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Piper monitors security and automates your home


January 29, 2014

Piper is a home security and automation device from Blacksumac

Piper is a home security and automation device from Blacksumac

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Blacksumac, a developer of remote presence-based smart technology, has announced the US and Canada launch of Piper, a home security and automation device. It allows users to monitor and interact with their home via a smartphone or tablet.

Last year Piper raised over three times its targeted amount via an Indiegogo campaign. The device incorporates a wide-angle camera, motion detector, speaker, microphone, siren, Wi-Fi, Z-Wave controller and sensors for humidity, temperature, sound and ambient light. It can be mounted on a wall or simply placed on flat surface, and an accompanying app allows users to interact with, and control, it. Up to five Pipers can be managed with the app.

First and foremost, Piper provides a video feed that users can remote monitor the home via the app. A 180° fish-eye lens aims to provide a full-view of a room in one shot, and users can also pan and zoom as required. Live video can be accessed using the app, and videos of triggered recordings are saved to Piper's servers in the cloud. The device also monitors temperature, humidity, ambient light and sound levels, as well as providing two-way audio.

Perhaps the device's most useful functionality is its home automation feature. It can be programmed to perform actions or send notifications when it senses certain things. For example, if movement is detected, a message can be sent to the user, who can then launch the app and check on their home via the video feed. The device's Z-Wave capability means it can communicate with other Z-Wave devices, allowing users to control things like lighting or heating.

Gizmag spoke to Blacksumac about the inspiration and creation process for Piper. The idea for the device came from CEO and co-founder Russell Ure, who wanted to ensure that his daughters would return home safely to their apartments at night, but felt that there wasn't anything suitable for apartment renters.

To go about creating Piper, the team started with lots of ideas and concepts, before narrowing them down and refining the vision. "All the time we kept asking ourselves, who do we each know who had little interest in technology, and how would they find our technology useful?" said a company spokesperson. "Busy people who had little interest figuring out technology were our benchmark for usability."

In order to test the simplicity of the device, two focus groups that exemplified this mindset were put together and every feature measured against whether or not the groups would be happy with it.

Piper's portability and adaptability have spawned a variety of applications. So far, Blacksumac has been asked about taking the device traveling, using it to monitor sick or infirm elderly parents, and using it in a greenhouse environment. Customers have included farmers, veterinary clinics and dentists.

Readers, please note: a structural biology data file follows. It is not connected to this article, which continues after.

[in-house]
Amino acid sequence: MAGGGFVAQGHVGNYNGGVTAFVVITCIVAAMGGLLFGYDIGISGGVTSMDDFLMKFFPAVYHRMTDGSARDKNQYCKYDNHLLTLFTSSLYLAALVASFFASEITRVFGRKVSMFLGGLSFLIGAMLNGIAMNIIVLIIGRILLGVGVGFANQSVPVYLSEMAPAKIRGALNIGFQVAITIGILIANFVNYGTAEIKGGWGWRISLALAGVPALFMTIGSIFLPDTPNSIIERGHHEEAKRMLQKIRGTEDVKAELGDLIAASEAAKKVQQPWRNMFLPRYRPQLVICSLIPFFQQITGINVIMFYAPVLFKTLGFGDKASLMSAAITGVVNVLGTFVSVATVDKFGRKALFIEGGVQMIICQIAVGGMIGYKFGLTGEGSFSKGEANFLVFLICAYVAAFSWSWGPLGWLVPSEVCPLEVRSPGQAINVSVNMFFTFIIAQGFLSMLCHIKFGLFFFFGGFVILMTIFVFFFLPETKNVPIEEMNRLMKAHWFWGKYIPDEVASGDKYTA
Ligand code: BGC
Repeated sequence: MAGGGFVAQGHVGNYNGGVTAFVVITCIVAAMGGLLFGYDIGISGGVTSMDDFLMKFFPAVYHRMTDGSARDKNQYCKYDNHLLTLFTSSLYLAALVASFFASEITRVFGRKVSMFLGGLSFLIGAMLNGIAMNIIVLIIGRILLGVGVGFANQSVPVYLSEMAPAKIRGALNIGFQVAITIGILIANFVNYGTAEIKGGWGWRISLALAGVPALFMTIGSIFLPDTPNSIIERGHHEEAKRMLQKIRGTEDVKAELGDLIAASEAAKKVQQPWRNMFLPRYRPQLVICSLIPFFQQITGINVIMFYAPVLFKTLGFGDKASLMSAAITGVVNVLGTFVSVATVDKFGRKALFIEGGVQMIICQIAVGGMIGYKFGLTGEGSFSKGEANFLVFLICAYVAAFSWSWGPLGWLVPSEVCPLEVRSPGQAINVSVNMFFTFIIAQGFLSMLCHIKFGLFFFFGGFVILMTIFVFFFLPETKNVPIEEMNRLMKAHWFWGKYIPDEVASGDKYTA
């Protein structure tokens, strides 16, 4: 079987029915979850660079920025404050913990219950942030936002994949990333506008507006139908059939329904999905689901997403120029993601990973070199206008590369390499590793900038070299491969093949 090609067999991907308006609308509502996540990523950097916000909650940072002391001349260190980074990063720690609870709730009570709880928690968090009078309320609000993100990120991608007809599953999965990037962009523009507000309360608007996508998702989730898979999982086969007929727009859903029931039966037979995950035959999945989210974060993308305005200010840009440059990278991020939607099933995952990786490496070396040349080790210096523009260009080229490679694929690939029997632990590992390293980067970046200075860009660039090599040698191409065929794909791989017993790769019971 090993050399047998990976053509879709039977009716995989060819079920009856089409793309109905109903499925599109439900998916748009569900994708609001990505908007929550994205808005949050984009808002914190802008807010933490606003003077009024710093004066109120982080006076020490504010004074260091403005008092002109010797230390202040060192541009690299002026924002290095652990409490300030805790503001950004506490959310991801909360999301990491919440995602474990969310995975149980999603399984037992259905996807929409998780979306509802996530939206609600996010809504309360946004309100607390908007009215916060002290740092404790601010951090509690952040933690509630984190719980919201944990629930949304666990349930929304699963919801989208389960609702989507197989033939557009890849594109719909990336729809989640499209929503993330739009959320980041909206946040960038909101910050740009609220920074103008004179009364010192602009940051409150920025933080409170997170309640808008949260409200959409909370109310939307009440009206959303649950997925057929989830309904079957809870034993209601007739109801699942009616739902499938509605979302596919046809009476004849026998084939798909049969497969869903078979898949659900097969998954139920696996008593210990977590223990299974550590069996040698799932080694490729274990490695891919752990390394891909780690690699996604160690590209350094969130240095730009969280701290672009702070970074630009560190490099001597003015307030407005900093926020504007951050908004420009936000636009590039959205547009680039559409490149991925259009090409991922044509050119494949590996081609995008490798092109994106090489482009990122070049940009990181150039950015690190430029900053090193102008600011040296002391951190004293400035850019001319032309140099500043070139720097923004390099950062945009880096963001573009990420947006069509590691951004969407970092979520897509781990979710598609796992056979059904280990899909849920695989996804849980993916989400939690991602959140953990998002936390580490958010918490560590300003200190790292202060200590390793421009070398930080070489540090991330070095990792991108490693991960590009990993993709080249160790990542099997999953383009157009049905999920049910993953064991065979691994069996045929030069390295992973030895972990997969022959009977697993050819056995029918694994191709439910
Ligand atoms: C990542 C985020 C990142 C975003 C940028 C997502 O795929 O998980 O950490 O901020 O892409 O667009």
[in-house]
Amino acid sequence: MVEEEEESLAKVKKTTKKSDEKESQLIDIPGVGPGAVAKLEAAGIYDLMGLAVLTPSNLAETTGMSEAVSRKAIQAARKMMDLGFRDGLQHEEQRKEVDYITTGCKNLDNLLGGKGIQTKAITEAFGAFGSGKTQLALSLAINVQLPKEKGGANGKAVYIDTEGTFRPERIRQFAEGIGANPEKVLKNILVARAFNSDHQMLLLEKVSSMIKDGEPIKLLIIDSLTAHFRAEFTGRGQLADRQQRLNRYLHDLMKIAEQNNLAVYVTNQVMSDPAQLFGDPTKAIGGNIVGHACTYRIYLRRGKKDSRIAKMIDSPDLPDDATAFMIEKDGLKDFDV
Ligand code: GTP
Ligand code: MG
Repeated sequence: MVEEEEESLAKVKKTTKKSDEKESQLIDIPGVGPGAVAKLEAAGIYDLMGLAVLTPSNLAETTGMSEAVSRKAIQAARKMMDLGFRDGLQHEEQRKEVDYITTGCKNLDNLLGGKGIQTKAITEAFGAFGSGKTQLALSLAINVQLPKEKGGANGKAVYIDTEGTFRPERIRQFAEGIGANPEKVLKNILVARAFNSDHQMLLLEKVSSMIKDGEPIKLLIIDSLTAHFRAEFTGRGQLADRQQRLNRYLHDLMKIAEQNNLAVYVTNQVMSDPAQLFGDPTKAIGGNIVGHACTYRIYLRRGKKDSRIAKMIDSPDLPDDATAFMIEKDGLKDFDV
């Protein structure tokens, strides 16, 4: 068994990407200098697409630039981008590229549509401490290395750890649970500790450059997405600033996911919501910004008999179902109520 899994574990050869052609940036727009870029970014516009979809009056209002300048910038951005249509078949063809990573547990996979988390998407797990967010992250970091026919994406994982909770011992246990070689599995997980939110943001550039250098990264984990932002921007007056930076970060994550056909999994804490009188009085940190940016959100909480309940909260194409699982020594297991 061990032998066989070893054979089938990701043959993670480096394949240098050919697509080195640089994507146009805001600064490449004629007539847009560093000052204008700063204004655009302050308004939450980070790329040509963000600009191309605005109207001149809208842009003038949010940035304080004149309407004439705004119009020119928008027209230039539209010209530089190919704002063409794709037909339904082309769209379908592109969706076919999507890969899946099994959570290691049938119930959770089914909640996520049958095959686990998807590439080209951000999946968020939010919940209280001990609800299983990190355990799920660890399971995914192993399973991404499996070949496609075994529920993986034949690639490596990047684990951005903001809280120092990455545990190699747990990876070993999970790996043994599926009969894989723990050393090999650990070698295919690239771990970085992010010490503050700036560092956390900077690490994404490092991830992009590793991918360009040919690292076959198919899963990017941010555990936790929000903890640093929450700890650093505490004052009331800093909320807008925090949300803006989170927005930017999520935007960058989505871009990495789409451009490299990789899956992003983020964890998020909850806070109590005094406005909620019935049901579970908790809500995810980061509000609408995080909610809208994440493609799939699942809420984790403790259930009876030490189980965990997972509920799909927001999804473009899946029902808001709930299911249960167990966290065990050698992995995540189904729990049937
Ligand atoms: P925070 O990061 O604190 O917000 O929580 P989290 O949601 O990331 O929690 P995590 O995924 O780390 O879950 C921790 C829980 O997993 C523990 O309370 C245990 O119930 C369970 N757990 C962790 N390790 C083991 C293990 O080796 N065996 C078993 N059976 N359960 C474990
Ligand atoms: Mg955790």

Blacksumac believes that the future of the smart home will be guided by technology that anticipates what we need and is controlled naturally. "The smart, connected home is becoming more and more accessible to consumers than ever before," the company rep explained. "We're going to see more demand from consumers to have the ability to interact with their homes in a simple and seamless way."

Piper, which was named a Design and Engineering Awards Honoree at CES 2014, is available now in the US, retailing from US$239. It will be launching in the EU later this year.

Watch the video below to find out more about Piper.

Source: Piper

About the Author
Stu Robarts Stu is a tech writer based in Liverpool, UK. He has previously worked on global digital estate management at Amaze and headed up digital strategy for FACT (Foundation for Art and Creative Technology). He likes cups of tea, bacon sandwiches and RSS feeds. All articles by Stu Robarts

Nice, but this really needs to be taken a step further. They need a cheaper version of this without all the temperature controls and such. Just a camera, microphone and wifi. Perhaps a dedicated wifi router with data storage and controller to work with all of the devices. If a microphone hears a loud noise like gunshot or scream it would save the previous 5-10 minutes of video in the buffer and continue saving until sound and motion disappears for 5-10 minutes or manually turned off.

Then require police departments buy this kind of equipment instead of used military equipment with their drug money. Then have them install it in high risk homes (with potential victims consent and control of the devices) until the risk is gone.


The NSA and other pervert hackers thank you in advance for your cooperation.


You should revisit the Piper. In the wild, as it were, this thing is a piece of junk. It constantly disconnects from my wifi network (a problem many experience, according to the company's own web forum), Android won't connect over cellular at all, the pet mode is hopeless but when pet mode is off Piper sees nothing at all (i walk past it waving my arms - nada), the "HD video" is nothing of the sort and would be useless for identifying criminals and the company drags out solving issues and ignoring refund requests until you get past 30 days from purchase, when they tell you it's too late. Piper is crap, it was a huge mistake buying one and I suggest avoiding it.


Piper is amazing! I've had it for a couple of months now and it's been really reliable. Especially great for keeping the house safe and stopping me from worrying when living with roommates who constantly forget to lock the door! It's a great product, I'm going to get more to monitor my room and drum set.

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